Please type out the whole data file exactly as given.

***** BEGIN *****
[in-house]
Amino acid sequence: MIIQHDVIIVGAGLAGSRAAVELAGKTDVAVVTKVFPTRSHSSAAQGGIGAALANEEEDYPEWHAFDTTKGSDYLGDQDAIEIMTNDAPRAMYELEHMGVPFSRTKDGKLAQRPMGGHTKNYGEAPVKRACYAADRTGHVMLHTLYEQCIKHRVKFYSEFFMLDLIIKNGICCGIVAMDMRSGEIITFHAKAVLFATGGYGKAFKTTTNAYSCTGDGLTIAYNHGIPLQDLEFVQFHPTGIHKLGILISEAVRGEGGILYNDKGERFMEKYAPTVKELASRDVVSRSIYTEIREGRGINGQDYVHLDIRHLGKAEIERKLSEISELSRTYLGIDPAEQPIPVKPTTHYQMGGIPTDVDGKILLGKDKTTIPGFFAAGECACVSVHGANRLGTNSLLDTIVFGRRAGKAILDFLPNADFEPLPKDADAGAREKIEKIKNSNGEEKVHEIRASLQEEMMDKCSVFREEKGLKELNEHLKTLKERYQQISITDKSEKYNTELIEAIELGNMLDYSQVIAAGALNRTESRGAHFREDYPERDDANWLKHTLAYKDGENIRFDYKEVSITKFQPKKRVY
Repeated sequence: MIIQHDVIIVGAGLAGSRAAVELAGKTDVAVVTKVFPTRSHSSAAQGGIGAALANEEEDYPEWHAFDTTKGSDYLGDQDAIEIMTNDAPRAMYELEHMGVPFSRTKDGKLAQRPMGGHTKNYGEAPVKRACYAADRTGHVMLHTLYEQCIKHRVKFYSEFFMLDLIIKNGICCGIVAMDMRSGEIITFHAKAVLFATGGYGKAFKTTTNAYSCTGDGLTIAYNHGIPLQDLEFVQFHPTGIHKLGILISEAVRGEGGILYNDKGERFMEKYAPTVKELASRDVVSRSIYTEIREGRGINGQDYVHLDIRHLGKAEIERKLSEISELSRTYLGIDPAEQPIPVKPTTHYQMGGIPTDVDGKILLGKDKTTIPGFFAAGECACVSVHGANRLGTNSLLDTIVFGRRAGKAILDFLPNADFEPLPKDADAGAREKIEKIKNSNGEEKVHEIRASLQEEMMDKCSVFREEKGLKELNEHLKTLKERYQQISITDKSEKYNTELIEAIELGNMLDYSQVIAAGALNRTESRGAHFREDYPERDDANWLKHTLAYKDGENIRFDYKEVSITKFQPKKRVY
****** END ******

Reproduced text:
[in-house]
Amino acid sequence: MIIQHDVIIVGAGLAGSRAAVELAGKTDVAVVTKVFPTRSHSSAAQGGIGAALANEEEDYPEWHAFDTTKGSDYLGDQDAIEIMTNDAPRAMYELEHMGVPFSRTKDGKLAQRPMGGHTKNYGEAPVKRACYAADRTGHVMLHTLYEQCIKHRVKFYSEFFMLDLIIKNGICCGIVAMDMRSGEIITFHAKAVLFATGGYGKAFKTTTNAYSCTGDGLTIAYNHGIPLQDLEFVQFHPTGIHKLGILISEAVRGEGGILYNDKGERFMEKYAPTVKELASRDVVSRSIYTEIREGRGINGQDYVHLDIRHLGKAEIERKLSEISELSRTYLGIDPAEQPIPVKPTTHYQMGGIPTDVDGKILLGKDKTTIPGFFAAGECACVSVHGANRLGTNSLLDTIVFGRRAGKAILDFLPNADFEPLPKDADAGAREKIEKIKNSNGEEKVHEIRASLQEEMMDKCSVFREEKGLKELNEHLKTLKERYQQISITDKSEKYNTELIEAIELGNMLDYSQVIAAGALNRTESRGAHFREDYPERDDANWLKHTLAYKDGENIRFDYKEVSITKFQPKKRVY
Repeated sequence: MIIQHDVIIVGAGLAGSRAAVELAGKTDVAVVTKVFPTRSHSSAAQGGIGAALANEEEDYPEWHAFDTTKGSDYLGDQDAIEIMTNDAPRAMYELEHMGVPFSRTKDGKLAQRPMGGHTKNYGEAPVKRACYAADRTGHVMLHTLYEQCIKHRVKFYSEFFMLDLIIKNGICCGIVAMDMRSGEIITFHAKAVLFATGGYGKAFKTTTNAYSCTGDGLTIAYNHGIPLQDLEFVQFHPTGIHKLGILISEAVRGEGGILYNDKGERFMEKYAPTVKELASRDVVSRSIYTEIREGRGINGQDYVHLDIRHLGKAEIERKLSEISELSRTYLGIDPAEQPIPVKPTTHYQMGGIPTDVDGKILLGKDKTTIPGFFAAGECACVSVHGANRLGTNSLLDTIVFGRRAGKAILDFLPNADFEPLPKDADAGAREKIEKIKNSNGEEKVHEIRASLQEEMMDKCSVFREEKGLKELNEHLKTLKERYQQISITDKSEKYNTELIEAIELGNMLDYSQVIAAGALNRTESRGAHFREDYPERDDANWLKHTLAYKDGENIRFDYKEVSITKFQPKKRVY